Indonesia conducted its national elections in February 2024. The elections proceeded peacefully, with only a few isolated incidents of violence between supporters. In West Papua, many observers expressed concerns regarding the underrepresentation of indigenous Papuans running for legislative candidacy. This underrepresentation has already become a reality in many local Papuan parliaments, such as in the regencies Sorong, Merauke, and Jayapura – to list only a few examples.

Prabowo Subianto was formally confirmed as Indonesia’s next president in late March 2024. Defence Minister Prabowo and his vice presidential running mate, Gibran Rakabuming Raka, won with a majority of 59% of votes. The change of government under Prabowo is predicted to have negative implications for the general human rights situation in the country, particularly in the context of the armed conflict in West Papua. During the campaigning process, Prabowo restated that the Government should hold on to a security-based approach in West Papua instead of seeking peaceful solutions to the conflict.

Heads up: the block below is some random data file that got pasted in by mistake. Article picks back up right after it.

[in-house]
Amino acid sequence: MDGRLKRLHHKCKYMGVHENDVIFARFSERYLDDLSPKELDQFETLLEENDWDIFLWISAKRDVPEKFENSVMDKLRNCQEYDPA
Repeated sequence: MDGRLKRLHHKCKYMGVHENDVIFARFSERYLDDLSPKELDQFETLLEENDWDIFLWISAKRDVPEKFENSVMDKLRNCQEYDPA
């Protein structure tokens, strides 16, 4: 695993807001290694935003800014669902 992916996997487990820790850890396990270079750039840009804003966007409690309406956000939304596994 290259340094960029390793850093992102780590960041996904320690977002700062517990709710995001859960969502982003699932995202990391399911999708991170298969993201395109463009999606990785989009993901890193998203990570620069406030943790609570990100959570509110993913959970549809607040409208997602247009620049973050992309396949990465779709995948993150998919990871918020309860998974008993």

Prabowo Subianto is a former member of the Indonesian special forces. He was involved in military operations that were accompanied by human rights violations and atrocities against civilians in West Papua and East Timor. Prabowo will be inaugurated as president in the new capital, Nusantara, on 17 August 2024.